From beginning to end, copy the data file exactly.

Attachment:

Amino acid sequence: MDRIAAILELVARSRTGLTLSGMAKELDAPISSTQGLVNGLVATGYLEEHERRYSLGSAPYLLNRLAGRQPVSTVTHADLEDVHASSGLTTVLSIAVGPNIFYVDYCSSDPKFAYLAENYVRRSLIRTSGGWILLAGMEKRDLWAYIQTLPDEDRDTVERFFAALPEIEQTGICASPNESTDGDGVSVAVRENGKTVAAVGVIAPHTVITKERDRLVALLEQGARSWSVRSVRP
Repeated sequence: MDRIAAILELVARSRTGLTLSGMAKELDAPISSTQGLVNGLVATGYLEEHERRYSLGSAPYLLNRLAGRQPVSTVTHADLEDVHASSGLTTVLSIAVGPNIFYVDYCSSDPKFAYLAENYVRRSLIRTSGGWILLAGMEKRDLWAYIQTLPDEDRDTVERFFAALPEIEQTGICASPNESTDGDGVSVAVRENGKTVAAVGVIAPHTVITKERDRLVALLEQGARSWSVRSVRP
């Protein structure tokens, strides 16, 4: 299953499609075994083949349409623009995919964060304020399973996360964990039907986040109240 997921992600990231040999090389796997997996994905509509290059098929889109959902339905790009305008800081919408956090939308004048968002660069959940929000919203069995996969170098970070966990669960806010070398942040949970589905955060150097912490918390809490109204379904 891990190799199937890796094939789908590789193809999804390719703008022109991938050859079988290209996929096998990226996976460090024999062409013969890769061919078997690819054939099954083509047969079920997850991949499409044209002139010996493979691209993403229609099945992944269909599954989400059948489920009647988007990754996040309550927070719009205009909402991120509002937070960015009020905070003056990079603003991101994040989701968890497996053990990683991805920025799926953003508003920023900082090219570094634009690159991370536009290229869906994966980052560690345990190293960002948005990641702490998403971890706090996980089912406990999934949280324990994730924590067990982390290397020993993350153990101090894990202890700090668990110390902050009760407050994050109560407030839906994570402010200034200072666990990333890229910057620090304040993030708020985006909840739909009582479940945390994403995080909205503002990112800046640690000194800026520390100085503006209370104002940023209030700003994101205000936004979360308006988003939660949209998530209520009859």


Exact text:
Amino acid sequence: MDRIAAILELVARSRTGLTLSGMAKELDAPISSTQGLVNGLVATGYLEEHERRYSLGSAPYLLNRLAGRQPVSTVTHADLEDVHASSGLTTVLSIAVGPNIFYVDYCSSDPKFAYLAENYVRRSLIRTSGGWILLAGMEKRDLWAYIQTLPDEDRDTVERFFAALPEIEQTGICASPNESTDGDGVSVAVRENGKTVAAVGVIAPHTVITKERDRLVALLEQGARSWSVRSVRP
Repeated sequence: MDRIAAILELVARSRTGLTLSGMAKELDAPISSTQGLVNGLVATGYLEEHERRYSLGSAPYLLNRLAGRQPVSTVTHADLEDVHASSGLTTVLSIAVGPNIFYVDYCSSDPKFAYLAENYVRRSLIRTSGGWILLAGMEKRDLWAYIQTLPDEDRDTVERFFAALPEIEQTGICASPNESTDGDGVSVAVRENGKTVAAVGVIAPHTVITKERDRLVALLEQGARSWSVRSVRP
């Protein structure tokens, strides 16, 4: 299953499609075994083949349409623009995919964060304020399973996360964990039907986040109240 997921992600990231040999090389796997997996994905509509290059098929889109959902339905790009305008800081919408956090939308004048968002660069959940929000919203069995996969170098970070966990669960806010070398942040949970589905955060150097912490918390809490109204379904 891990190799199937890796094939789908590789193809999804390719703008022109991938050859079988290209996929096998990226996976460090024999062409013969890769061919078997690819054939099954083509047969079920997850991949499409044209002139010996493979691209993403229609099945992944269909599954989400059948489920009647988007990754996040309550927070719009205009909402991120509002937070960015009020905070003056990079603003991101994040989701968890497996053990990683991805920025799926953003508003920023900082090219570094634009690159991370536009290229869906994966980052560690345990190293960002948005990641702490998403971890706090996980089912406990999934949280324990994730924590067990982390290397020993993350153990101090894990202890700090668990110390902050009760407050994050109560407030839906994570402010200034200072666990990333890229910057620090304040993030708020985006909840739909009582479940945390994403995080909205503002990112800046640690000194800026520390100085503006209370104002940023209030700003994101205000936004979360308006988003939660949209998530209520009859």